Objective: The pattern and distribution of microcirculation of malignant melanoma were studied in human malignant melanoma tumor samples and in an animal model by staining of paraffin-embedded sections and transelectron microscopy.
Methods: Blood supply models for melanoma were studied with immunohistochemical and periodic acid-Schiff (PAS) double-staining technique. New sections were made from 190 paraffin-embedded melanoma samples, and immunohistochemical staining of the platelet-endothelial cell adhesive molecule (CD31 antigen) and PAS staining were conducted to confirm different microcirculation patterns of melanoma. Furthermore, malignant melanoma cells B16 and LiBr were injected into the groin of C57 mice and into the abdominal cavity of SCID mice, respectively. Tumors with vasculogenic mimicry (VM) were stained with PAS and CD31 to study the morphology and distribution of VM in mice melanoma. A diluted suspension of activated carbon was injected into the circulation of mice previously inoculated in the groin with B16 melanoma cells. Tumor tissue with VM was observed under electron microscopy.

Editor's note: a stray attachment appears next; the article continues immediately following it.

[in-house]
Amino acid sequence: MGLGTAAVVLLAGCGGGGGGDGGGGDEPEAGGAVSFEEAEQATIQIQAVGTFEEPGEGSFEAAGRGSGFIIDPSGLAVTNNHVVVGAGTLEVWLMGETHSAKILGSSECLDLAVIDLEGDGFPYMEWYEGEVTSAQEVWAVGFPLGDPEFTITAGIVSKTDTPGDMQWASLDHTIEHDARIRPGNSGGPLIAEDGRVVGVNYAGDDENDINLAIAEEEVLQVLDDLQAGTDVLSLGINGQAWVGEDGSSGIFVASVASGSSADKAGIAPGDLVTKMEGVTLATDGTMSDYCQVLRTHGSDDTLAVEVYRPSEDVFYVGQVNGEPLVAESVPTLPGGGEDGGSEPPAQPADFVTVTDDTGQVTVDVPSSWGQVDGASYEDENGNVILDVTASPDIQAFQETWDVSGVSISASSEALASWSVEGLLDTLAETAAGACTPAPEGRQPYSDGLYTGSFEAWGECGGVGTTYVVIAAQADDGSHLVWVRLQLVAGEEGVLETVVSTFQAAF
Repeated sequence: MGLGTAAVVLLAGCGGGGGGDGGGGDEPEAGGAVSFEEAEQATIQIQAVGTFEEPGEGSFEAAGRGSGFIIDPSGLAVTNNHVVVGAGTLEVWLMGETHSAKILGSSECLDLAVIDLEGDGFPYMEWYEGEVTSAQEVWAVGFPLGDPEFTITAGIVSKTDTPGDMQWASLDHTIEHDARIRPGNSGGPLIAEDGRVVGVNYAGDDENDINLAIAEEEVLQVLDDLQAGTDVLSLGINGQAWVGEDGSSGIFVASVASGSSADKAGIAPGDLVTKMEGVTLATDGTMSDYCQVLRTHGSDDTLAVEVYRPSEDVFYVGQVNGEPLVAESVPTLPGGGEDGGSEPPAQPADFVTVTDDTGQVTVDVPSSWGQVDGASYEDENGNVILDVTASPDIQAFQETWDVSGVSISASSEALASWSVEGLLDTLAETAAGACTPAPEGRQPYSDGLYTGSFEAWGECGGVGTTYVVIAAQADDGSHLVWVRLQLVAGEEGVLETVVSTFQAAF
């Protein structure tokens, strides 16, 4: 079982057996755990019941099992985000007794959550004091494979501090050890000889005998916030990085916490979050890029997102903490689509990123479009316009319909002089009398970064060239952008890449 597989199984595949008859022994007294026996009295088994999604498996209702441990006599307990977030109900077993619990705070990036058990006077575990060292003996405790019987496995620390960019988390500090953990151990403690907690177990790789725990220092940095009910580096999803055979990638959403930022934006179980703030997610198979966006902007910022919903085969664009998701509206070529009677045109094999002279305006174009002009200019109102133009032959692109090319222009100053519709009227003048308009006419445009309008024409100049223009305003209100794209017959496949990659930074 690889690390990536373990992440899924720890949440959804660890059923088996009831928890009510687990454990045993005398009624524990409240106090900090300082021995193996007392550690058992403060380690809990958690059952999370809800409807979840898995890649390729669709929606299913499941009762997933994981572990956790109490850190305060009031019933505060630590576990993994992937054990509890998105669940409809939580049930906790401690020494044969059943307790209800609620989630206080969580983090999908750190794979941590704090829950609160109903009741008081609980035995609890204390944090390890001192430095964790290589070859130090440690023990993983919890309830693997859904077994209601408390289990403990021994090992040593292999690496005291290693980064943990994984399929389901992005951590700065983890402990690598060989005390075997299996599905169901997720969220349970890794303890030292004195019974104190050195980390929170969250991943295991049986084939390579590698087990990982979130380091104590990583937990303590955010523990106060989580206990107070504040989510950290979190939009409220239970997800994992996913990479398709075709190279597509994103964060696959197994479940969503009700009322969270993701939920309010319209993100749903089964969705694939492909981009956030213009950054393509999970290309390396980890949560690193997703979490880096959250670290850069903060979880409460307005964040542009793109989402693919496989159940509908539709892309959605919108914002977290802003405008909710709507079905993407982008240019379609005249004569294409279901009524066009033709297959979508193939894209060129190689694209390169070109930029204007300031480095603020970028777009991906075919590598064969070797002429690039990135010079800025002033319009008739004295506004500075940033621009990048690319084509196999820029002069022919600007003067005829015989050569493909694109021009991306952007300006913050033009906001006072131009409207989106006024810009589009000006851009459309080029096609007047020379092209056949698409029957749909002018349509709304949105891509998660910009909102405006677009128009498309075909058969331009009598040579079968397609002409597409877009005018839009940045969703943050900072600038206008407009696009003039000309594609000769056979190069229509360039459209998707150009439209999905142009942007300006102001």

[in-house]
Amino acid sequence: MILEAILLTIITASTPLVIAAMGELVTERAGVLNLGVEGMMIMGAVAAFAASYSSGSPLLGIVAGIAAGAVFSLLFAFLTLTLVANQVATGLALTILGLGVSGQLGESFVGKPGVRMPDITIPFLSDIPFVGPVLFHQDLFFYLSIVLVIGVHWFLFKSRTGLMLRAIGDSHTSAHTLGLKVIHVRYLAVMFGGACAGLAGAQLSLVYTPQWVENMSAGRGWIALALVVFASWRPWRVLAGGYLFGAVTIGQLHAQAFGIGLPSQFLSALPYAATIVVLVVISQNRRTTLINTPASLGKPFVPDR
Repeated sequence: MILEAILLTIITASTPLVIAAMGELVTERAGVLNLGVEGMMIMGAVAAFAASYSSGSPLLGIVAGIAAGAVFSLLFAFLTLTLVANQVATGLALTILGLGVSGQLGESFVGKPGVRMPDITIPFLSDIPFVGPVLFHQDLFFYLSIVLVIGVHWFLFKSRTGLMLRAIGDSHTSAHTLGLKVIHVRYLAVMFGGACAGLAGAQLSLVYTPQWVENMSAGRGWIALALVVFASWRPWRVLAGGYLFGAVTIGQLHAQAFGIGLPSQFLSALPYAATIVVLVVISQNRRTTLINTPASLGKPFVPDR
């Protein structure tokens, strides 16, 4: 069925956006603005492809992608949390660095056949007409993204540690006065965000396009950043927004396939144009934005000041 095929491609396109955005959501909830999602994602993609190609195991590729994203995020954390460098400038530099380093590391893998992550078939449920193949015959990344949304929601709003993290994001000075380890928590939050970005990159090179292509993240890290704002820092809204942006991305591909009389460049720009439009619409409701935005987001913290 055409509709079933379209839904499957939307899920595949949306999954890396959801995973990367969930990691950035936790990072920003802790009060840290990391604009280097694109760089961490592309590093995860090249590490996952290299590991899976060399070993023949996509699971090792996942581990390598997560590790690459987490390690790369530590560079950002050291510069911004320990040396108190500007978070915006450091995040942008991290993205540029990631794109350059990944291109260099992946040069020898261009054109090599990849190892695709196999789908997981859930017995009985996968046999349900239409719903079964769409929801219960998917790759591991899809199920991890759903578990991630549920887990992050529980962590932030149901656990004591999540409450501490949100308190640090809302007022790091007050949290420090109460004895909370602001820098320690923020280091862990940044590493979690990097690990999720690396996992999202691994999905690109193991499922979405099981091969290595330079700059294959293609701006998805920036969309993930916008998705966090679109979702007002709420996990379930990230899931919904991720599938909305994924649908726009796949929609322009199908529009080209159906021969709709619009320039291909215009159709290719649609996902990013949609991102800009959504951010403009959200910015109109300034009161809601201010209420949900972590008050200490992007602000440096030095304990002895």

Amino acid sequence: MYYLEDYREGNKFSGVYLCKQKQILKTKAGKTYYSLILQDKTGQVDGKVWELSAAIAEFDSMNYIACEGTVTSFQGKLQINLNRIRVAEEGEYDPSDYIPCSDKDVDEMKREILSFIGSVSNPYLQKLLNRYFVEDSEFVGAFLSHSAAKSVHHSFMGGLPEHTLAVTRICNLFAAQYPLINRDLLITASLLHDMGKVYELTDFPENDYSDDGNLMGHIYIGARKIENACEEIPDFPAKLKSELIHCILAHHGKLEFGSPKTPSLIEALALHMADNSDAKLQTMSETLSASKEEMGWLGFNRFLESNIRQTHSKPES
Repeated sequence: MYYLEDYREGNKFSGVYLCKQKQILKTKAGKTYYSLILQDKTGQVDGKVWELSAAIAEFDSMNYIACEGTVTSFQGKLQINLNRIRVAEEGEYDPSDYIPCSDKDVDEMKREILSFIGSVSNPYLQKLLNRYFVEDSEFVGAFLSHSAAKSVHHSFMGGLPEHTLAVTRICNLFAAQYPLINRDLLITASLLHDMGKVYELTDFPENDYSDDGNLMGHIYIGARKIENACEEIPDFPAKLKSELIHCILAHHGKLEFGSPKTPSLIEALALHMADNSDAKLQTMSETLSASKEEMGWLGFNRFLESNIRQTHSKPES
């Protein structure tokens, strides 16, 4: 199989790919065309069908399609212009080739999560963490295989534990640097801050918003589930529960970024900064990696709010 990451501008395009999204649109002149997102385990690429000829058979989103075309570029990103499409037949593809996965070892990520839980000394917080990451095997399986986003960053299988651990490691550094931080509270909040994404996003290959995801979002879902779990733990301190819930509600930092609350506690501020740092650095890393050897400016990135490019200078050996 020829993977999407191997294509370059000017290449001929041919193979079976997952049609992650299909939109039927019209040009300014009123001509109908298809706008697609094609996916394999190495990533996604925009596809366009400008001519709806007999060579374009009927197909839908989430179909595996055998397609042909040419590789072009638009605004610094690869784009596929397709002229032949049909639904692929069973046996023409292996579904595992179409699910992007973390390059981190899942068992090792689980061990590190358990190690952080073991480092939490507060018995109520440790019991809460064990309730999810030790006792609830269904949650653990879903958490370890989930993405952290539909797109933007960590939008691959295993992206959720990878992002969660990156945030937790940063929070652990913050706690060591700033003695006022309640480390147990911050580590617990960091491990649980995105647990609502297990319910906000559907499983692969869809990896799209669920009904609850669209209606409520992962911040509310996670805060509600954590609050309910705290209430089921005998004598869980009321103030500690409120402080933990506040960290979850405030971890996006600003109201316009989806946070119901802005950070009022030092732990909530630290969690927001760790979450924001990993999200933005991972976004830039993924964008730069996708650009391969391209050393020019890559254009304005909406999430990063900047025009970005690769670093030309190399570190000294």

Results: There were three kinds of microcirculation pattern in human and animal melanoma. The walls of VM were positive for PAS staining and negative for CD31 staining in the tumor tissues. The distribution of VM and mosaic vessels was not uniform and appeared in patches. VM along with endothelium-dependent vessels and mosaic vessels sustained the blood supply for the tumors. The results from electron microscopy validated the presence of three patterns.
Conclusions: The results obtained using activated carbon as a tracer showed that VM and mosaic vessels connect with the host blood circulation. VM and mosaic vessels exist in malignant melanoma. Tumor cells can obtain oxygen and nutriment through VM and mosaic vessels besides endothelium-dependent vessels.